Crown (botany)

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Tree crown

The crown of a plant refers to the totality of an individual plant's aboveground parts, including stems, leaves, and reproductive structures. A plant community canopy consists of one or more plant crowns growing in a given area.

The crown of a woody plant (tree, shrub, liana) is the branches, leaves, and reproductive structures extending from the trunk or main stems.

Shapes of crowns are highly variable. The major types for trees are the excurrent branching habit resulting in conoid shapes and decurrent (deliquescent) branching habit, resulting in round shapes. Crowns are also characterized by their width, depth, surface area, volume, and density. Measurements of crowns are important in quantifying and qualifying plant health, growth stage, and efficiency.

Major functions of the crown include light energy assimilation, carbon dioxide absorption and release of oxygen via photosynthesis, energy release by respiration, and movement of water to the atmosphere by transpiration. These functions are performed by the leaves. Branches of the crown provide mechanical support to distribute the leaves efficiently and serve as conduits for resources (water, nutrients, photosynthates) to perform these functions.

Crown classes[edit]

Trees can be described as fitting different crown classes. Commonly used are Kraft's classes.[1] Kraft designated these social classes based on temperate and boreal forests in Mitteleuropa, so they do not necessarily work with every forest type in the world.

Kraft wrote in German so here are his classes with translations:

  • 1 v vorherrschend (predominant)
  • 2 h herrschend (dominant)
  • 3 m mitherrschend (co-dominant)
  • 4 b beherrscht (dominated / suppressed)
  • 5 u unterständig (inferior) this is then split into 2 subclasses 5a (shade tolerant trees) and 5b (dying crowns / dying trees)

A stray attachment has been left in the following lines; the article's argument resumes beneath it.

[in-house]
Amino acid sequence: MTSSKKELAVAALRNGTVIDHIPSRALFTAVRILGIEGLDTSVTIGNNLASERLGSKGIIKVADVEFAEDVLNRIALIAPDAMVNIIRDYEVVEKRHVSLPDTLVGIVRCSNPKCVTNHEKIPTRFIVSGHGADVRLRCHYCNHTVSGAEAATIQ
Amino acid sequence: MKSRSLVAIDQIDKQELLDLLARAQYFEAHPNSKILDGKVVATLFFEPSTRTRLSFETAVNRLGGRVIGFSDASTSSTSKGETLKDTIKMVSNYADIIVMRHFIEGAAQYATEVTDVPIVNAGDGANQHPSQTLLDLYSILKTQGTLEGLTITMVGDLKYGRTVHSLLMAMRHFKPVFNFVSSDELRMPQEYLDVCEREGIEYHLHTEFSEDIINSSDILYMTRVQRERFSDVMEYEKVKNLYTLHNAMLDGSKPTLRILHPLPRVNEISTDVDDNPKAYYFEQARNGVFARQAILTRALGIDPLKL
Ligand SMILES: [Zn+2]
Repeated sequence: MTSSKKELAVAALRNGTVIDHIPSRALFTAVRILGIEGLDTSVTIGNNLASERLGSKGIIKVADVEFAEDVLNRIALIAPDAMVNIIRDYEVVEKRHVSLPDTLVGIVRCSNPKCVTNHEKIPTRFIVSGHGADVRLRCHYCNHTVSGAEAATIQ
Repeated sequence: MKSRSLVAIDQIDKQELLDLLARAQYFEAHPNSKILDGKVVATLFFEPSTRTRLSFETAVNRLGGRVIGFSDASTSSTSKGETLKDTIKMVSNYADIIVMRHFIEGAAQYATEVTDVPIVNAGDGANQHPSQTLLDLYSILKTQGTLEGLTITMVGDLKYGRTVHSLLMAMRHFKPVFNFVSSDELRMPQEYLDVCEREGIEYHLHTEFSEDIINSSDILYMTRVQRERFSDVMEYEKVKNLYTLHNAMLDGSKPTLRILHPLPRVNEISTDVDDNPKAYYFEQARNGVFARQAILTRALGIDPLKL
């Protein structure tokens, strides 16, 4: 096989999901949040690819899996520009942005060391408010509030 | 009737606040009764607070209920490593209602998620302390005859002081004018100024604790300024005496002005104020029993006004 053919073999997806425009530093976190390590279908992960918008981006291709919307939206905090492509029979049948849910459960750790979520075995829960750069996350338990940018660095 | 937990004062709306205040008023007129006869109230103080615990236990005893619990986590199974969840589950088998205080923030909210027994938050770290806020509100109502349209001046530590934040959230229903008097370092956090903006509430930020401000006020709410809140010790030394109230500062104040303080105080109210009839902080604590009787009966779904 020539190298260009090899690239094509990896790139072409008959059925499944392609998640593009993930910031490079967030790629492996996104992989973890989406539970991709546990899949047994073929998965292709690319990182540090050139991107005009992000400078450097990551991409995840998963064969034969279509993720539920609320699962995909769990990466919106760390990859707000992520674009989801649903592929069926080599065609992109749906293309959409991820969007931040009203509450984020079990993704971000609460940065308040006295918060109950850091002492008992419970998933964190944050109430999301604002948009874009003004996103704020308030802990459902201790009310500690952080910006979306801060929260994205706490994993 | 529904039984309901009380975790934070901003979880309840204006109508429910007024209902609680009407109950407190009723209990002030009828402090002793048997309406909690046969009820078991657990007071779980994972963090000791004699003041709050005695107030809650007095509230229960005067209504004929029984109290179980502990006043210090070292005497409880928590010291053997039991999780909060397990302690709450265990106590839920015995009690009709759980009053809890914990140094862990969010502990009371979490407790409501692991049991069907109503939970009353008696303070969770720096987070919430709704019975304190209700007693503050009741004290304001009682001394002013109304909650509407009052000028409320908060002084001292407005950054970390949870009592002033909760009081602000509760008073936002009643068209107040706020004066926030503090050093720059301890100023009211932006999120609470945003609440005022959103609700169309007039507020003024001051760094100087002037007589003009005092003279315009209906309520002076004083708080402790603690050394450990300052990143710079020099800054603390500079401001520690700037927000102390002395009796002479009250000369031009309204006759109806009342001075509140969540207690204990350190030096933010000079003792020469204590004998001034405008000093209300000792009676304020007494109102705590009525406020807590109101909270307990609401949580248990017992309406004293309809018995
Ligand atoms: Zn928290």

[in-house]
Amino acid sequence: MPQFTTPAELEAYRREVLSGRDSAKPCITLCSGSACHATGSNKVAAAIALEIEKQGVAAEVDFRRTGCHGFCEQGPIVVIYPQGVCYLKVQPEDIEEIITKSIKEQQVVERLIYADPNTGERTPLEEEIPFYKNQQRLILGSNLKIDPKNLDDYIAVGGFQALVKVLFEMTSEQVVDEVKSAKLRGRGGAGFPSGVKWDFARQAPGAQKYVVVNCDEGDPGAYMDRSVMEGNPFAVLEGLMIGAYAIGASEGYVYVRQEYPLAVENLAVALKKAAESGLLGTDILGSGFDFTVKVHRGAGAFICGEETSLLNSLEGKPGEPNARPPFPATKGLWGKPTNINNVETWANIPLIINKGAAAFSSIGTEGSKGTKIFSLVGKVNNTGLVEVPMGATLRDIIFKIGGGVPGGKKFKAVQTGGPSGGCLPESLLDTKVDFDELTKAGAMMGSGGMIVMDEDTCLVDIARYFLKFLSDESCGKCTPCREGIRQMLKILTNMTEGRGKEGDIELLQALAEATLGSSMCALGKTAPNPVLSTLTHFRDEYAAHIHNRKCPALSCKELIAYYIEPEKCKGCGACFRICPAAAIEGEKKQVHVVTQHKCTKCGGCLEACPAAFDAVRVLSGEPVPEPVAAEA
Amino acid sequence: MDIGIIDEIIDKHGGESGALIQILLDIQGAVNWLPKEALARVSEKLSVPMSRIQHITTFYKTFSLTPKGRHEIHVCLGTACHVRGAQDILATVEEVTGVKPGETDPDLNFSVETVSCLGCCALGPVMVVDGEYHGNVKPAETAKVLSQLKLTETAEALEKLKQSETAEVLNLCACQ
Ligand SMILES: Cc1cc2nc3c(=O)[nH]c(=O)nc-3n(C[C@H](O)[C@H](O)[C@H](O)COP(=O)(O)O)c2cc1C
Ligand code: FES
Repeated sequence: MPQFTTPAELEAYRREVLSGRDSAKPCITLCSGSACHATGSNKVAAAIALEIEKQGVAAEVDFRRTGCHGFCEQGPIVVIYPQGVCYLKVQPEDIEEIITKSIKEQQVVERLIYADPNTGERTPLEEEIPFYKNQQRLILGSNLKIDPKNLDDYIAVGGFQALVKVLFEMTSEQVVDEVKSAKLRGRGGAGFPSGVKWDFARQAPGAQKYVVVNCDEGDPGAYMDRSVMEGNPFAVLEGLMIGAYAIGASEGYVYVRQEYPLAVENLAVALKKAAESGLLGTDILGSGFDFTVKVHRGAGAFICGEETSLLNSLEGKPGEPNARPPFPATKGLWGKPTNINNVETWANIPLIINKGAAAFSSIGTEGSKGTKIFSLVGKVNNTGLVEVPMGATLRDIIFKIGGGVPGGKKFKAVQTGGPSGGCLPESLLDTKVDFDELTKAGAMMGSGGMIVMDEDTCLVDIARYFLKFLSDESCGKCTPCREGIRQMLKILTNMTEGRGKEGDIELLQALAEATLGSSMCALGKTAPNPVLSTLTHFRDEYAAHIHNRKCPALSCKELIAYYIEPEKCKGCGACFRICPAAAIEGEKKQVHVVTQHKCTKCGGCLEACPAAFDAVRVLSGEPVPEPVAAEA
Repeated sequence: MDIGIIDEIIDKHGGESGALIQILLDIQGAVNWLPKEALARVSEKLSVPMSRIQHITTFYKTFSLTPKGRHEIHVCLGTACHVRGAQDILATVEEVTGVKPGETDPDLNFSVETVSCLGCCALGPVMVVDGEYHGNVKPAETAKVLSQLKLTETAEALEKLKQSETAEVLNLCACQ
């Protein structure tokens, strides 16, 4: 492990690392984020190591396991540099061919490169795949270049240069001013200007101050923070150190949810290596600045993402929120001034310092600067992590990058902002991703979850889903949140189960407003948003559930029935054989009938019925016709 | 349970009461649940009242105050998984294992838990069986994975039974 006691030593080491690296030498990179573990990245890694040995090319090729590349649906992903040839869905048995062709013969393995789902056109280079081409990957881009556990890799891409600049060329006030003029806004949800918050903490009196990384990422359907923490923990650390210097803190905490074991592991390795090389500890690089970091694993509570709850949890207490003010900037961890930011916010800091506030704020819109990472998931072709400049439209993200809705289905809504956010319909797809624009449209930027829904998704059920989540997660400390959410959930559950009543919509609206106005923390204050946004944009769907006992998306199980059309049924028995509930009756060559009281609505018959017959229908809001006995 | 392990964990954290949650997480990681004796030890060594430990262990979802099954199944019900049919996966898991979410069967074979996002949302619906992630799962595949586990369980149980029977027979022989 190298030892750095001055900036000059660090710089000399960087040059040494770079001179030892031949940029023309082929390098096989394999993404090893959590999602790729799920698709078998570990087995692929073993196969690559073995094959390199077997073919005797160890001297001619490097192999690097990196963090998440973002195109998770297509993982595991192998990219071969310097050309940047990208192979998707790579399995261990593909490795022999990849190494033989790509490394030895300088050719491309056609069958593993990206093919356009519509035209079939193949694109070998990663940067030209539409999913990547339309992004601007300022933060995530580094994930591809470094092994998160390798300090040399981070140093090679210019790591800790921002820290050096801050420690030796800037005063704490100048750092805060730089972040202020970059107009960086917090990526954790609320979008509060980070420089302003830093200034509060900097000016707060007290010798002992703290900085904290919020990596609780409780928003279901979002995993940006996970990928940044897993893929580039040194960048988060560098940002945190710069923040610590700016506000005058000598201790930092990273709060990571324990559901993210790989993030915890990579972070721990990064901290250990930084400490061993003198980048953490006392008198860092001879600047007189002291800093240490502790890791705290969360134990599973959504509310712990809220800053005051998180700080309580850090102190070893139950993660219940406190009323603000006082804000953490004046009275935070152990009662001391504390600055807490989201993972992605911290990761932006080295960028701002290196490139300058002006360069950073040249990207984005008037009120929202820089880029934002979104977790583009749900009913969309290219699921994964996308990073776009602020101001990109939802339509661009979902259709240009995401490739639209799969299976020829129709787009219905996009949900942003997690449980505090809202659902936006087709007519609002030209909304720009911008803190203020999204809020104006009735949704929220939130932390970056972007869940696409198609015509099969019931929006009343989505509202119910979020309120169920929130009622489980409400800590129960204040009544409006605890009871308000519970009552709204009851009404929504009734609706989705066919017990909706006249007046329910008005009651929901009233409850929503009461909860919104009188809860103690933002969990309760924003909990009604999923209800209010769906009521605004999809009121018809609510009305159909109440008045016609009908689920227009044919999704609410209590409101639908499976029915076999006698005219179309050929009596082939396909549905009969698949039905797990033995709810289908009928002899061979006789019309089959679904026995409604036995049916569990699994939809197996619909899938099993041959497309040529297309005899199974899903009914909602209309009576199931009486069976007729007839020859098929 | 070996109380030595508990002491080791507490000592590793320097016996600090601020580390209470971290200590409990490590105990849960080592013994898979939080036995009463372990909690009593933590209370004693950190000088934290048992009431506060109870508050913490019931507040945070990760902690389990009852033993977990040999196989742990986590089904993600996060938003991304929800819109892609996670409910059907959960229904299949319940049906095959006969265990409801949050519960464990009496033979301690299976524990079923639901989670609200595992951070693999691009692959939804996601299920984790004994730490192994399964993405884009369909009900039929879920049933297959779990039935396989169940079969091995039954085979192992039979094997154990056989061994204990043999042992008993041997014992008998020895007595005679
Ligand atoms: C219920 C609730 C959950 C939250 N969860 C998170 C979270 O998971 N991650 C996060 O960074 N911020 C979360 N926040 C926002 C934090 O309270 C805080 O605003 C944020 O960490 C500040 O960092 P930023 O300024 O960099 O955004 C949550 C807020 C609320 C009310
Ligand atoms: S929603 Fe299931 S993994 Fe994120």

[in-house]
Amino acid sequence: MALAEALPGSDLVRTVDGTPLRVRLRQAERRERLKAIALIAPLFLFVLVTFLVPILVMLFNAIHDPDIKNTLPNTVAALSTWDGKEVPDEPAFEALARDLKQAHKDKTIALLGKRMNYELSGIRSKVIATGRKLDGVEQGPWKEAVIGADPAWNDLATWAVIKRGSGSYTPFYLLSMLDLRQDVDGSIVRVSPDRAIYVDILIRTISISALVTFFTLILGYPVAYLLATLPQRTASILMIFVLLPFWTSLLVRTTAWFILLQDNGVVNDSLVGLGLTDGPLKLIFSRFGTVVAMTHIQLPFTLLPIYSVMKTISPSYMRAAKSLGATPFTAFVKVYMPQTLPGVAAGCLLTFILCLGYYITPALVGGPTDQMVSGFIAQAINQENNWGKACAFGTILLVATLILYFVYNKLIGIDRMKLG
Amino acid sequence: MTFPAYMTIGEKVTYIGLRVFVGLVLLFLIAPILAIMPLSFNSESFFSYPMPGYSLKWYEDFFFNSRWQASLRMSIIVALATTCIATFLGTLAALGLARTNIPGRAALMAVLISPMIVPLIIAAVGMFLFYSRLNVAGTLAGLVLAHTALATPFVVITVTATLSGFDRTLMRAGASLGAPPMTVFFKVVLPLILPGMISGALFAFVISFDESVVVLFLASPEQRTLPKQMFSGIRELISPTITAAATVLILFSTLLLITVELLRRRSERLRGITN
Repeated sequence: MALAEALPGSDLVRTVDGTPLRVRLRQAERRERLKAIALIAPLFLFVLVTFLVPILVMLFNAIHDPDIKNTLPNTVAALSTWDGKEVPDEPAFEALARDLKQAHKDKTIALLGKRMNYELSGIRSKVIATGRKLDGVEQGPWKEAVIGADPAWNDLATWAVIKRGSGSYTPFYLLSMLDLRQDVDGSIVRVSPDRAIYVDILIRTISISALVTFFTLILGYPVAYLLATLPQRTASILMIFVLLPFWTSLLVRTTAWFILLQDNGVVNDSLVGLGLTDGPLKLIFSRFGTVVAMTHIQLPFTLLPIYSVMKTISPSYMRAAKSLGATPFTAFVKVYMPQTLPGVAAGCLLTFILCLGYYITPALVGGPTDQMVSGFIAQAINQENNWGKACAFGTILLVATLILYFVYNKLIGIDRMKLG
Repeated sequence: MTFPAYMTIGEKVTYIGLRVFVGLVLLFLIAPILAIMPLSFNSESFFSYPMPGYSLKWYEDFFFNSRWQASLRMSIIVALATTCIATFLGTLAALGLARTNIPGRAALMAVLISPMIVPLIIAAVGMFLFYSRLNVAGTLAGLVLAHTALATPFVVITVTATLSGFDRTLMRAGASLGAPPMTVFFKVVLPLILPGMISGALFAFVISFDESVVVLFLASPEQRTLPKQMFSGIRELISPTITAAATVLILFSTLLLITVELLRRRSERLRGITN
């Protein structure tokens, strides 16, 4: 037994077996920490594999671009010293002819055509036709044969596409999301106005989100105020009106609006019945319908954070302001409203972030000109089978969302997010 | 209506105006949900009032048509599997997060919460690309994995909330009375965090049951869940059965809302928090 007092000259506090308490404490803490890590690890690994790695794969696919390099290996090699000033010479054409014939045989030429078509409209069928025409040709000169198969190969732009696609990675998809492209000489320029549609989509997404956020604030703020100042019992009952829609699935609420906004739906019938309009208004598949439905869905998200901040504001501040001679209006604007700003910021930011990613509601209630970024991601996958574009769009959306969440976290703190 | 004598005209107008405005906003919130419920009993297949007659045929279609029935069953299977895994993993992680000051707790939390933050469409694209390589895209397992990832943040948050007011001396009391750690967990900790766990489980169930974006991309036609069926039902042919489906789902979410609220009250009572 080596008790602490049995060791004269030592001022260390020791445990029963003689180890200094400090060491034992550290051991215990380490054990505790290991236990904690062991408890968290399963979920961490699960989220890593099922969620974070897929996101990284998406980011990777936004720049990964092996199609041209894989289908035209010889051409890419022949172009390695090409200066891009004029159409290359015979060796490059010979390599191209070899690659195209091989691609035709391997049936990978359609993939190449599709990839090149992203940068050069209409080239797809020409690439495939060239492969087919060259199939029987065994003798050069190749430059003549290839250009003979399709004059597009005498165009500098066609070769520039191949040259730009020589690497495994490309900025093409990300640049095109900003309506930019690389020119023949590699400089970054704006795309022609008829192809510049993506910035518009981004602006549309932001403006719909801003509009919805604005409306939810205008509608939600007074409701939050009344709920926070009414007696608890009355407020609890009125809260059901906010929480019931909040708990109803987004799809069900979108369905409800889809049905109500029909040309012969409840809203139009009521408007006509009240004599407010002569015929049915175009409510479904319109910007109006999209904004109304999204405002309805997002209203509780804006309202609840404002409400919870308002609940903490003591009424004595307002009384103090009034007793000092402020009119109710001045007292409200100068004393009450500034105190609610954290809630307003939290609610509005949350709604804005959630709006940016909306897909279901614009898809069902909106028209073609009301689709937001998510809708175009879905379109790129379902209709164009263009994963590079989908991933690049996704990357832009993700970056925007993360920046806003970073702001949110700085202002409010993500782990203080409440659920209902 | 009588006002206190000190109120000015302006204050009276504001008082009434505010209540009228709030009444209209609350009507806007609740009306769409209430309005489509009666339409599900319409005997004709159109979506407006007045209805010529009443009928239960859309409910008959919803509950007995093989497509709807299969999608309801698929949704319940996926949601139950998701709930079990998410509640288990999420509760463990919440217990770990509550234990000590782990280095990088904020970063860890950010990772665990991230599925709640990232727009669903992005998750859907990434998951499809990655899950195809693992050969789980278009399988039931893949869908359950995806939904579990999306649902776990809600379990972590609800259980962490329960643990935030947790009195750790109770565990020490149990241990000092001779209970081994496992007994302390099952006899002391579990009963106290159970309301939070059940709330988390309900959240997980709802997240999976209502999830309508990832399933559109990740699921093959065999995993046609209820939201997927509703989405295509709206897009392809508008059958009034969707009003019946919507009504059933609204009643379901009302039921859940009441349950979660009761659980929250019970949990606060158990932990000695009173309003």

Often it has been simplified to Dominant, Co-dominant and Suppressed.[2]

Also IUFRO developed a tree classification it is based on three components with numbers that then aggregate to give a coded classification thus:[3]

Ecological Criteria

Height component (Stand layer / Height class):

  • 100 Overstorey / Overlayer
  • 200 Middlestorey / Middlelayer
  • 300 Understorey / Underlayer

Vitality component (Tree vigor / vitality):

  • 10 Lush
  • 20 Normal
  • 30 Retarded

Future growth potential component (Developmental tendency / conversion tendency):

  • 1 High
  • 2 Average
  • 3 Lagging

and then additionally

Silvicultural Criteria

Commercial worth

  • 400 Valuable, outstanding tree
  • 500 Usable, wood
  • 600 Poor to Unusable Quality

Trunk class

  • 40 Valuable wood (≥50% of the trunk is high quality timber)
  • 50 Normal wood (≥50% of the trunk is normal quality timber)
  • 60 Substandard wood (<50% of the trunk is normal quality timber)

Crown class

  • 4 Deep crown (>½ the tree length)
  • 5 Medium crown
  • 6 Shallow crown (<¼ the tree length)

While both Kraft and IUFRO classifications are aimed at describing individual tree crowns both can an are applied to describe whole layers or storeys.[4]

See also[edit]

References[edit]

  1. ^ http://www.fs.fed.us/foresthealth/fhm/posters/posters03/kraft_crown.pdf
  2. ^ Forests: Elements of Silvology by Roelof A.A. Oldeman, Springer Science & Business Media, 2012, ISBN 9783642752131, 624pp -pg 180
  3. ^ Forests: Elements of Silvology by Roelof A.A. Oldeman, Springer Science & Business Media, 2012, ISBN 9783642752131, 624pp
  4. ^ National Forest Inventories: Contributions to Forest Biodiversity Assessments Gherardo Chirici, Susanne Winter, Ronald E. McRoberts Springer Science & Business Media, 2011 - 206pp